As the named week is 20 days and the smallest Long Count digit is 20 days, there is synchrony between the two; if, for example, the last digit of today’s Long Count is 0, today must be Ahau; if it is 6, it must be Cimi. Since the numbered and the named week were both “weeks”, each of their name/number change daily; therefore, the day after 3 Cimi is not 4 Cimi, but 4 Manik, and the day after that, 5 Lamat. The next time Cimi rolls around, 20 days later, it will be 10 Cimi instead of 3 Cimi. The next 3 Cimi will not occur until 260 (or 13×20) days have passed. This 260-day cycle also had good-luck or bad-luck associations connected with each day, and for this reason, it became known as the “divinatory year.”

The “years” of the Tzolkin calendar are not counted.

When did the Tzolkin start?

Long Count corresponds to 4 Ahau. The authorities agree on this.

Today’s Haab date:

What is the Haab?

The Haab was the civil calendar of the Mayas. It consisted of 18 “months” of 20 days each, followed by 5 extra days, known as Uayeb. This gives a year length of 365 days.

The names of the month were:

1.Pop 7.Yaxkin 13.Mac
2.Uo 8.Mol 14.Kankin
3.Zip 9.Chen 15.Muan
4.Zotz 10.Yax 16.Pax
5.Tzec 11.Zac 17.Kayab
6.Xul 12.Ceh 18.Cumku

In contrast to the Tzolkin dates, the Haab month names changed every 20 days instead of daily; so the day after 4 Zotz would be 5 Zotz, followed by 6 Zotz ... up to 19 Zotz, which is followed by 0 Tzec.

The days of the month were numbered from 0 to 19. This use of a 0th day of the month in a civil calendar is unique to the Maya system; it is believed that the Mayas discovered the number zero, and the uses to which it could be put, centuries before it was discovered in Europe or Asia.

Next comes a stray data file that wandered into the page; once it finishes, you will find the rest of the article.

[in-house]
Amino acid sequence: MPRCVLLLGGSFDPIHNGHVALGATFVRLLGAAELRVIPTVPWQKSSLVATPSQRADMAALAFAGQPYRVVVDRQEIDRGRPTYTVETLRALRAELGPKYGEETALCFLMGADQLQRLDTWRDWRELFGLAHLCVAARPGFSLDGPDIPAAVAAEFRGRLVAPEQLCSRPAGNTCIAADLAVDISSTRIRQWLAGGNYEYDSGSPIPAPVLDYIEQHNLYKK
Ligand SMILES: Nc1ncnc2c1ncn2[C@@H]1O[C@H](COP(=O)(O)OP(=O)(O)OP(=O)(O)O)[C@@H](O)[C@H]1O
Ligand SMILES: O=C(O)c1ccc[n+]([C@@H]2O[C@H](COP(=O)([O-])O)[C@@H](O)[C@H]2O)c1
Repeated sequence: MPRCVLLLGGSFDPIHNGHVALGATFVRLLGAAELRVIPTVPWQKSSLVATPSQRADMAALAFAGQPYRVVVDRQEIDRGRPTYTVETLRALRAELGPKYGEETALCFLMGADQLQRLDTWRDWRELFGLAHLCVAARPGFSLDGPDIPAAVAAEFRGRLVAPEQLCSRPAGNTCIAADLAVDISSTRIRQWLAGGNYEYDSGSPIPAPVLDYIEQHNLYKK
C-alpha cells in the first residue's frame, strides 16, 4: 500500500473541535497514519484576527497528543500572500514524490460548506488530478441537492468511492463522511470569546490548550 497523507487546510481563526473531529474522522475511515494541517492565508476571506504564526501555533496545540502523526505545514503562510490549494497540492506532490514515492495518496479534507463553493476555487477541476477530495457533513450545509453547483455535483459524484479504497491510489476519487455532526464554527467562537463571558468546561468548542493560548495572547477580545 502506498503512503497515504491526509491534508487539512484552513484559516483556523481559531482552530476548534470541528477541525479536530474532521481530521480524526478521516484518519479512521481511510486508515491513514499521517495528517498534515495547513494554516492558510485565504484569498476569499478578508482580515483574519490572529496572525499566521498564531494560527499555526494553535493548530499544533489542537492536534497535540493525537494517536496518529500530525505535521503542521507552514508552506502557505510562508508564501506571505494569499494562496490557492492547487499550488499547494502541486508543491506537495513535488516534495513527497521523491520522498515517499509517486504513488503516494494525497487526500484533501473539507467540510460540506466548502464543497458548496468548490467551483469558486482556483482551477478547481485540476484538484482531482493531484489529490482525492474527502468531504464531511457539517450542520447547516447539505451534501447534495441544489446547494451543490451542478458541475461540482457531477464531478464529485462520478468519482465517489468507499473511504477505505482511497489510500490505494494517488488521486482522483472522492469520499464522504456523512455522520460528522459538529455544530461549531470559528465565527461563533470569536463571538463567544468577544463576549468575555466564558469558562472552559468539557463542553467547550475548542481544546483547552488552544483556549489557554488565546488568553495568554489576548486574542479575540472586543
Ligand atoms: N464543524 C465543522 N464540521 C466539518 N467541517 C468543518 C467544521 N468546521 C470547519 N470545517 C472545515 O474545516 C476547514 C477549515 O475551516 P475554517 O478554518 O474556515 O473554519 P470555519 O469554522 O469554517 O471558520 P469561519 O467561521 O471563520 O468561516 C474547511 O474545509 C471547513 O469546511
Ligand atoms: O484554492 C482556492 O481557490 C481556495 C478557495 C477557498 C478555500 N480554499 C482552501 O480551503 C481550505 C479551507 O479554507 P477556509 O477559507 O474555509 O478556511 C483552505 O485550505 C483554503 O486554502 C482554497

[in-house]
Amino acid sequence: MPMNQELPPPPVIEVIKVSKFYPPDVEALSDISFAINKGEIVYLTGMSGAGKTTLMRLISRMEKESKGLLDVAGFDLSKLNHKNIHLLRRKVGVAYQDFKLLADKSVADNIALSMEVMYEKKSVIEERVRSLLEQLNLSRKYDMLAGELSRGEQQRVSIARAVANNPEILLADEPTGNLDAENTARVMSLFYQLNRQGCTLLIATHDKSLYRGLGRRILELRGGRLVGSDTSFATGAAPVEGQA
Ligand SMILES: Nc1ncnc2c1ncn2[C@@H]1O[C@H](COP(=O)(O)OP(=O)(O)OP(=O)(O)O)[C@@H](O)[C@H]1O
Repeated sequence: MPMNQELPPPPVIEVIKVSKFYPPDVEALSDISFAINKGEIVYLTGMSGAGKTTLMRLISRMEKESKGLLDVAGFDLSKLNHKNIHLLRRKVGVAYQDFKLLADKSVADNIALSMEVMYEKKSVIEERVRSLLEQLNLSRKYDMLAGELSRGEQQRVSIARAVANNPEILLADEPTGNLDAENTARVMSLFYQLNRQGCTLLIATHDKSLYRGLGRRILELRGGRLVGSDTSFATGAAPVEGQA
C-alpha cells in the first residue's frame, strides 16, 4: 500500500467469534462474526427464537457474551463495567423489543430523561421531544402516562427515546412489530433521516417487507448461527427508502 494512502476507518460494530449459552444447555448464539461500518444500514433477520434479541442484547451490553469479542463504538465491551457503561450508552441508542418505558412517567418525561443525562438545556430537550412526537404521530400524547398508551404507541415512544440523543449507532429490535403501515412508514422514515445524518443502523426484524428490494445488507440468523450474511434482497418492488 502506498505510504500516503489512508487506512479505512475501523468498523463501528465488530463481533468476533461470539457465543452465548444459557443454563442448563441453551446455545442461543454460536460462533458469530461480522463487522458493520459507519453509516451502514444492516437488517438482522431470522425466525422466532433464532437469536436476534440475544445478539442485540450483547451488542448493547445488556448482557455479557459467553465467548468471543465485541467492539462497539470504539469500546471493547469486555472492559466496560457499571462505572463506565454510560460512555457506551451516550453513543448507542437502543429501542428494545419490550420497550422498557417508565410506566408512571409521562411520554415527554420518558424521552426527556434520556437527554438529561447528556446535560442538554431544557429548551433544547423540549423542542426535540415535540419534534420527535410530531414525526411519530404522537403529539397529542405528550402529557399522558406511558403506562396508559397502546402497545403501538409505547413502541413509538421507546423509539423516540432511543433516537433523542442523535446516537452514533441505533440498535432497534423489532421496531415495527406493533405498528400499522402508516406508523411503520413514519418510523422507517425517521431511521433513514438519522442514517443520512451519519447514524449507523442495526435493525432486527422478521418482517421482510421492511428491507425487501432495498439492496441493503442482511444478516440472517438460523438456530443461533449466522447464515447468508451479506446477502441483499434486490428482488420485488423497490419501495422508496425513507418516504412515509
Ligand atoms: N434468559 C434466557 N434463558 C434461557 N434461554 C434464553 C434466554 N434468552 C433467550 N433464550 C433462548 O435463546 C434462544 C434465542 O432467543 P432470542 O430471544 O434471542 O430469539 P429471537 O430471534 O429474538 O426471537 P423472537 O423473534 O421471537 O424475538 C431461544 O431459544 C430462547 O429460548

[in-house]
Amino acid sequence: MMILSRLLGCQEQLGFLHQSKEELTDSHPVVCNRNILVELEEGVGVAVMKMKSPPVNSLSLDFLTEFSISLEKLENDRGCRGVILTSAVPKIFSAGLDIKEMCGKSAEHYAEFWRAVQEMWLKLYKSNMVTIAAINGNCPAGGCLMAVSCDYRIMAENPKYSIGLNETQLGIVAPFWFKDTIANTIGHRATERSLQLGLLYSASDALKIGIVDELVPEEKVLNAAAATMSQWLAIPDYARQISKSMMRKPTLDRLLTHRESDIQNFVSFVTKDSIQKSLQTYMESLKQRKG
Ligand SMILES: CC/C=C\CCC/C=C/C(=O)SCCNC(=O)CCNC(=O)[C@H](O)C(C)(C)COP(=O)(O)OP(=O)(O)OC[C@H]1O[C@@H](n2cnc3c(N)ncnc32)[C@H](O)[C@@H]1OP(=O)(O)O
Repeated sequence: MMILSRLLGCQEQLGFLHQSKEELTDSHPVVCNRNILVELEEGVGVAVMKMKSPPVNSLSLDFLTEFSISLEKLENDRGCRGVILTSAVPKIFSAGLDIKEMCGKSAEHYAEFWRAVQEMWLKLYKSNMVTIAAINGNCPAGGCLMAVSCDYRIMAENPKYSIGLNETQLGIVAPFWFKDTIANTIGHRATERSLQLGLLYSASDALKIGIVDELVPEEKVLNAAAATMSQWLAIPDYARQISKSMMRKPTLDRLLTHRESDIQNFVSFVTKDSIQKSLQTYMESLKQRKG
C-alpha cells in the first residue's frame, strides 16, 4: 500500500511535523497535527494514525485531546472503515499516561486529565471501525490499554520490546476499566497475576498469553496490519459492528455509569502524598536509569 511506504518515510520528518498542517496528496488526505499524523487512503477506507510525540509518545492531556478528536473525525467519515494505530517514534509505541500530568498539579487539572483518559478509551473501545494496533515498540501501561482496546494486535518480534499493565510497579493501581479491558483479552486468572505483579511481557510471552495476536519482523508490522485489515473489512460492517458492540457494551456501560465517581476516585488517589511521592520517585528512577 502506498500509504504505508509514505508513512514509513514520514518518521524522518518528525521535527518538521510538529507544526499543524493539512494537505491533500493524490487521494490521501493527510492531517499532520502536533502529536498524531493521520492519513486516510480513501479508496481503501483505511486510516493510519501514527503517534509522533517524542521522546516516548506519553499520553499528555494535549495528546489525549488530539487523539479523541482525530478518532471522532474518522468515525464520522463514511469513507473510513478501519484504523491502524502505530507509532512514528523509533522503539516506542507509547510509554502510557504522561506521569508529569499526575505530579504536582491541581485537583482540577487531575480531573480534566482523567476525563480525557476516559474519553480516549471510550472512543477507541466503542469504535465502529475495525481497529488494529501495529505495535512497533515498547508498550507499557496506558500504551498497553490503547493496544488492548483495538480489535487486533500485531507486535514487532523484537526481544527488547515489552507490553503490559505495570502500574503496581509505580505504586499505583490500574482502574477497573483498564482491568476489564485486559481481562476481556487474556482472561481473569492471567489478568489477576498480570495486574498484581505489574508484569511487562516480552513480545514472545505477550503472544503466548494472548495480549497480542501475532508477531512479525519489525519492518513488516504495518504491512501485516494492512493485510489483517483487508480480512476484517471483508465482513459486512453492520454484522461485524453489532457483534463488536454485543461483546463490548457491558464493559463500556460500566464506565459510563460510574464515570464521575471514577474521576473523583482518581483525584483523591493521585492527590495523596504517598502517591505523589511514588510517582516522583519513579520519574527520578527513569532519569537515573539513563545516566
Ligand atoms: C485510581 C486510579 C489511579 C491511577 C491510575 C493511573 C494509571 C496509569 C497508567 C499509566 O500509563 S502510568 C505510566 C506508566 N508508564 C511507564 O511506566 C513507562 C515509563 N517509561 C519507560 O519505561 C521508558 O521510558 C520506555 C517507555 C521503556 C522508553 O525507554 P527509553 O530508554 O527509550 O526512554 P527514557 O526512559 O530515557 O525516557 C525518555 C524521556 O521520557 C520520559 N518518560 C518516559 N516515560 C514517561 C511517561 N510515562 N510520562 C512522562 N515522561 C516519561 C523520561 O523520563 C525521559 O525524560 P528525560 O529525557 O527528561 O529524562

The Uayeb days acquired a very derogatory reputation for bad luck; known as “days without names” or “days without souls,” and were observed as days of prayer and mourning. Fires were extinguished and the population refrained from eating hot food. Anyone born on those days was “doomed to a miserable life.”

The years of the Haab calendar are not counted.

The length of the Tzolkin year was 260 days and the length of the Haab year was 365 days. The smallest number that can be divided evenly by 260 and 365 is 18,980, or 365×52; this was known as the Calendar Round. If a day is, for example, “4 Ahau 8 Cumku,” the next day falling on “4 Ahau 8 Cumku” would be 18,980 days or about 52 years later. Among the Aztec, the end of a Calendar Round was a time of public panic as it was thought the world might be coming to an end. When the Pleiades crossed the horizon on 4 Ahau 8 Cumku, they knew the world had been granted another 52-year extension.

When did the Haab start?

Long Count corresponds to 8 Cumku. The authorities agree on this.

Did the Mayas think a year was 365 days?

Although there were only 365 days in the Haab year, the Mayas were aware that a year is slightly longer than 365 days, and in fact, many of the month-names are associated with the seasons; Yaxkin, for example, means “new or strong sun” and, at the beginning of the Long Count, 1 Yaxkin was the day after the winter solstice, when the sun starts to shine for a longer period of time and higher in the sky. When the Long Count was put into motion, it was started at, and 0 Yaxkin corresponded with Midwinter Day, as it did at back in 3114 B.C. The available evidence indicates that the Mayas estimated that a 365-day year precessed through all the seasons twice in or 1,101,600 days.

We can therefore derive a value for the Mayan estimate of the year by dividing 1,101,600 by 365, subtracting 2, and taking that number and dividing 1,101,600 by the result, which gives us an answer of 365.242036 days, which is slightly more accurate than the 365.2425 days of the Gregorian calendar.

This apparent accuracy could, however, be a simple coincidence. The Mayas estimated that a 365-day year precessed through all the seasons twice in days. These numbers are only accurate to 2-3 digits. Suppose the days had corresponded to 2.001 cycles rather than 2 cycles of the 365-day year, would the Mayas have noticed?


^ [1] Edward M. Reingold & Nachum Dershowitz: Calendrical Calculations – The Millennium Edition. Cambridge University Press, 2001. ISBN 0-521-77752-6. P. 142-143.